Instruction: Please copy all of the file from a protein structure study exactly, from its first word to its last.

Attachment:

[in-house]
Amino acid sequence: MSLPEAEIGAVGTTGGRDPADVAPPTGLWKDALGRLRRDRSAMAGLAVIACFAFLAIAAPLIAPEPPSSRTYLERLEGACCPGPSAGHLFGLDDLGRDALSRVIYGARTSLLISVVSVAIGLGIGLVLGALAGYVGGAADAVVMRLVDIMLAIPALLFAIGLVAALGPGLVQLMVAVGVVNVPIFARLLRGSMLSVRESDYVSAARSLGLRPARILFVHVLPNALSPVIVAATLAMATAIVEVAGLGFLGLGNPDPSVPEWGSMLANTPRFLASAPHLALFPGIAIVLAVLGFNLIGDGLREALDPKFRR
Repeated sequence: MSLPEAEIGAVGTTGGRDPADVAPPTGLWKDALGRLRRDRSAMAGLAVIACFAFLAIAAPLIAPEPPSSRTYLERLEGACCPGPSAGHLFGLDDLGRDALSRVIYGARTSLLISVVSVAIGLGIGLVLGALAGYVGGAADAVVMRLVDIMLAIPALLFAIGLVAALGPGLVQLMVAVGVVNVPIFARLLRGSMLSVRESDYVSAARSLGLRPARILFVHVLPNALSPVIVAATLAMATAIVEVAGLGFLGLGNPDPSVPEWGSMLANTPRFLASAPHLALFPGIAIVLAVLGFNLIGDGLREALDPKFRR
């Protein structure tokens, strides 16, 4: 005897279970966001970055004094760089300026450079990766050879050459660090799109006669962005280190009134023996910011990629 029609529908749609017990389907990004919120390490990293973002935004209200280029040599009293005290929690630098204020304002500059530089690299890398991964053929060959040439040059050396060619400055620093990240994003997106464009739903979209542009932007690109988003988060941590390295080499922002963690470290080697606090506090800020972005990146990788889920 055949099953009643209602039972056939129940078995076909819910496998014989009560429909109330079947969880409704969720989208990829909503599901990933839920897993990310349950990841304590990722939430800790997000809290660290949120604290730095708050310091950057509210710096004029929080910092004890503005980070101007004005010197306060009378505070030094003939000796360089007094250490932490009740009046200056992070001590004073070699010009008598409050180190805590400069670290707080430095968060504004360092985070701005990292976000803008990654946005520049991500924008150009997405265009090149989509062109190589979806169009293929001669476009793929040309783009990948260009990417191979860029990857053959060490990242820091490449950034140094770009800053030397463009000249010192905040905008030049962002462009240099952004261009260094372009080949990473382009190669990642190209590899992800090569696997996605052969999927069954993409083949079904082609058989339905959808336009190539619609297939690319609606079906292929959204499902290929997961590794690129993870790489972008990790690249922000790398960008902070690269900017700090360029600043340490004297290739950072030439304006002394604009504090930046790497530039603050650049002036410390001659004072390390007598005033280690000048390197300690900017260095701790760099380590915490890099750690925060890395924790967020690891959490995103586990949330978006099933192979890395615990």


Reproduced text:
[in-house]
Amino acid sequence: MSLPEAEIGAVGTTGGRDPADVAPPTGLWKDALGRLRRDRSAMAGLAVIACFAFLAIAAPLIAPEPPSSRTYLERLEGACCPGPSAGHLFGLDDLGRDALSRVIYGARTSLLISVVSVAIGLGIGLVLGALAGYVGGAADAVVMRLVDIMLAIPALLFAIGLVAALGPGLVQLMVAVGVVNVPIFARLLRGSMLSVRESDYVSAARSLGLRPARILFVHVLPNALSPVIVAATLAMATAIVEVAGLGFLGLGNPDPSVPEWGSMLANTPRFLASAPHLALFPGIAIVLAVLGFNLIGDGLREALDPKFRR
Repeated sequence: MSLPEAEIGAVGTTGGRDPADVAPPTGLWKDALGRLRRDRSAMAGLAVIACFAFLAIAAPLIAPEPPSSRTYLERLEGACCPGPSAGHLFGLDDLGRDALSRVIYGARTSLLISVVSVAIGLGIGLVLGALAGYVGGAADAVVMRLVDIMLAIPALLFAIGLVAALGPGLVQLMVAVGVVNVPIFARLLRGSMLSVRESDYVSAARSLGLRPARILFVHVLPNALSPVIVAATLAMATAIVEVAGLGFLGLGNPDPSVPEWGSMLANTPRFLASAPHLALFPGIAIVLAVLGFNLIGDGLREALDPKFRR
């Protein structure tokens, strides 16, 4: 005897279970966001970055004094760089300026450079990766050879050459660090799109006669962005280190009134023996910011990629 029609529908749609017990389907990004919120390490990293973002935004209200280029040599009293005290929690630098204020304002500059530089690299890398991964053929060959040439040059050396060619400055620093990240994003997106464009739903979209542009932007690109988003988060941590390295080499922002963690470290080697606090506090800020972005990146990788889920 055949099953009643209602039972056939129940078995076909819910496998014989009560429909109330079947969880409704969720989208990829909503599901990933839920897993990310349950990841304590990722939430800790997000809290660290949120604290730095708050310091950057509210710096004029929080910092004890503005980070101007004005010197306060009378505070030094003939000796360089007094250490932490009740009046200056992070001590004073070699010009008598409050180190805590400069670290707080430095968060504004360092985070701005990292976000803008990654946005520049991500924008150009997405265009090149989509062109190589979806169009293929001669476009793929040309783009990948260009990417191979860029990857053959060490990242820091490449950034140094770009800053030397463009000249010192905040905008030049962002462009240099952004261009260094372009080949990473382009190669990642190209590899992800090569696997996605052969999927069954993409083949079904082609058989339905959808336009190539619609297939690319609606079906292929959204499902290929997961590794690129993870790489972008990790690249922000790398960008902070690269900017700090360029600043340490004297290739950072030439304006002394604009504090930046790497530039603050650049002036410390001659004072390390007598005033280690000048390197300690900017260095701790760099380590915490890099750690925060890395924790967020690891959490995103586990949330978006099933192979890395615990």